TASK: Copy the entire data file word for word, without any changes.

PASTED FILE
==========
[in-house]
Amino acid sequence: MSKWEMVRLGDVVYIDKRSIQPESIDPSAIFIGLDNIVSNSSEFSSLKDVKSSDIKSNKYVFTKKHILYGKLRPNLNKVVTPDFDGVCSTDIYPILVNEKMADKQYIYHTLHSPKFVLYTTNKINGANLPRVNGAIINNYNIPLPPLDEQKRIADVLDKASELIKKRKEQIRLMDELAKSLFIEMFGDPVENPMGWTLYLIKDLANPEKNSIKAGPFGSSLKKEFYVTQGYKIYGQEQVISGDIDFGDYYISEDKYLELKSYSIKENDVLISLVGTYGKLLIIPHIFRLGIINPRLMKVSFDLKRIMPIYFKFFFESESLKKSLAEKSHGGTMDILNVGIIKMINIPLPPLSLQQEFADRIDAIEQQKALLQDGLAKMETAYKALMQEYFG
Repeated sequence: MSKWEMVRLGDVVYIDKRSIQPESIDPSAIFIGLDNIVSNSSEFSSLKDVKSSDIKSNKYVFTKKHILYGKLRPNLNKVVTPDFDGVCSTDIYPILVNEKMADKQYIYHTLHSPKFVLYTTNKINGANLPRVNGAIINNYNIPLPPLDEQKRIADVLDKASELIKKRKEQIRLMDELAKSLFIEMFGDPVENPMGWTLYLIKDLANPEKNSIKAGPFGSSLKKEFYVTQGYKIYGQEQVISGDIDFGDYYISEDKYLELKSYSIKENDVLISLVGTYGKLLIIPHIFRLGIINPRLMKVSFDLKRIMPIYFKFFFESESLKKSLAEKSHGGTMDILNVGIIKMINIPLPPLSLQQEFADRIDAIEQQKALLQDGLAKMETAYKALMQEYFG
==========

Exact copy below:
[in-house]
Amino acid sequence: MSKWEMVRLGDVVYIDKRSIQPESIDPSAIFIGLDNIVSNSSEFSSLKDVKSSDIKSNKYVFTKKHILYGKLRPNLNKVVTPDFDGVCSTDIYPILVNEKMADKQYIYHTLHSPKFVLYTTNKINGANLPRVNGAIINNYNIPLPPLDEQKRIADVLDKASELIKKRKEQIRLMDELAKSLFIEMFGDPVENPMGWTLYLIKDLANPEKNSIKAGPFGSSLKKEFYVTQGYKIYGQEQVISGDIDFGDYYISEDKYLELKSYSIKENDVLISLVGTYGKLLIIPHIFRLGIINPRLMKVSFDLKRIMPIYFKFFFESESLKKSLAEKSHGGTMDILNVGIIKMINIPLPPLSLQQEFADRIDAIEQQKALLQDGLAKMETAYKALMQEYFG
Repeated sequence: MSKWEMVRLGDVVYIDKRSIQPESIDPSAIFIGLDNIVSNSSEFSSLKDVKSSDIKSNKYVFTKKHILYGKLRPNLNKVVTPDFDGVCSTDIYPILVNEKMADKQYIYHTLHSPKFVLYTTNKINGANLPRVNGAIINNYNIPLPPLDEQKRIADVLDKASELIKKRKEQIRLMDELAKSLFIEMFGDPVENPMGWTLYLIKDLANPEKNSIKAGPFGSSLKKEFYVTQGYKIYGQEQVISGDIDFGDYYISEDKYLELKSYSIKENDVLISLVGTYGKLLIIPHIFRLGIINPRLMKVSFDLKRIMPIYFKFFFESESLKKSLAEKSHGGTMDILNVGIIKMINIPLPPLSLQQEFADRIDAIEQQKALLQDGLAKMETAYKALMQEYFG